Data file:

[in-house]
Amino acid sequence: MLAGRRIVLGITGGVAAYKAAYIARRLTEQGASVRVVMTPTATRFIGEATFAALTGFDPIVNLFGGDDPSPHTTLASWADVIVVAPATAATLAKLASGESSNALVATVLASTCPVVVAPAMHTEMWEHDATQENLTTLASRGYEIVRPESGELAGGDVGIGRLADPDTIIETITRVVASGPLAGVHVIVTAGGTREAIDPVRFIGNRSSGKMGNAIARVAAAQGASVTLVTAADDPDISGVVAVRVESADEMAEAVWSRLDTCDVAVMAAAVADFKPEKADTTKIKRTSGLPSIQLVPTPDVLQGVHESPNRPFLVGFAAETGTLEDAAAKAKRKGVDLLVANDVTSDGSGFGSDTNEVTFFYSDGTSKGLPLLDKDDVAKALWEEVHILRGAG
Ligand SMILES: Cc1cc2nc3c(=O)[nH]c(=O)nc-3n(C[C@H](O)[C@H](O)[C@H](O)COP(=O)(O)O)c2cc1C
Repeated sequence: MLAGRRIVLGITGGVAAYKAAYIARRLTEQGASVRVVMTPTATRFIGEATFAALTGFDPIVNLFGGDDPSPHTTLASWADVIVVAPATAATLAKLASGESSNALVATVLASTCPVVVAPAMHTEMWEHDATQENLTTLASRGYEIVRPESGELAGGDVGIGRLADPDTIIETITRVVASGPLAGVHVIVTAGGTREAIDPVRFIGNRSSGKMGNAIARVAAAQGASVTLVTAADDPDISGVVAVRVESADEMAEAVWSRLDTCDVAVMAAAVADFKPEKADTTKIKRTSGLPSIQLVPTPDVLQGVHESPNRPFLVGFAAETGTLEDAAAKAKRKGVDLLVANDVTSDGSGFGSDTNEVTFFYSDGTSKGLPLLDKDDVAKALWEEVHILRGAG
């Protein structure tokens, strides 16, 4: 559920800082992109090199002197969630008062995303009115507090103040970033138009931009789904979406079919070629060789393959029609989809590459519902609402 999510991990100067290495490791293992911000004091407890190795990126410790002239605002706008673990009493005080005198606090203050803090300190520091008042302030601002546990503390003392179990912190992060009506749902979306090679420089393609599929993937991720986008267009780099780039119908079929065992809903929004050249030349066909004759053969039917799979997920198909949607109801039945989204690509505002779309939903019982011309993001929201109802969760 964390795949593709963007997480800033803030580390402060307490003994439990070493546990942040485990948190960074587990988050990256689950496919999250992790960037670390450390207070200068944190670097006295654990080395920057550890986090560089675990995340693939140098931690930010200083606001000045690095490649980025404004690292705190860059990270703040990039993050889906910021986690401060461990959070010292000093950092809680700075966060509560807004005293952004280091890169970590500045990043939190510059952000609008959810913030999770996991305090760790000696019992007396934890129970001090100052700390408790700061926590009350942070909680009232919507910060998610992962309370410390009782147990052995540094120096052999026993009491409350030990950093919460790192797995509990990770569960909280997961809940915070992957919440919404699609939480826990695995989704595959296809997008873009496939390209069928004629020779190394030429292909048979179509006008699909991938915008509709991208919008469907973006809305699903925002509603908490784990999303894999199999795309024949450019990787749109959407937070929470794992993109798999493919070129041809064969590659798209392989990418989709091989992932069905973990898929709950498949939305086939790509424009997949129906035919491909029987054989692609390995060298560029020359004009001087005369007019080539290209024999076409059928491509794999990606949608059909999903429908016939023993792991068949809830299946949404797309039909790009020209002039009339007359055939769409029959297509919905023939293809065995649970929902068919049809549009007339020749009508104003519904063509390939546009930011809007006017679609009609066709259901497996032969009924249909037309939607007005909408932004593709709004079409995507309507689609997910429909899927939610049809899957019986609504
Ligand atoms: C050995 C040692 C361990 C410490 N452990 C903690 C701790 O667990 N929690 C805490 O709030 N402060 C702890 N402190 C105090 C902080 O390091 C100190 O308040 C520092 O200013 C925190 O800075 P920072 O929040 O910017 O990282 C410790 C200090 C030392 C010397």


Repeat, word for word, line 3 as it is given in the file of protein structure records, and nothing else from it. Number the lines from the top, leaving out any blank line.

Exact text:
Ligand SMILES: Cc1cc2nc3c(=O)[nH]c(=O)nc-3n(C[C@H](O)[C@H](O)[C@H](O)COP(=O)(O)O)c2cc1C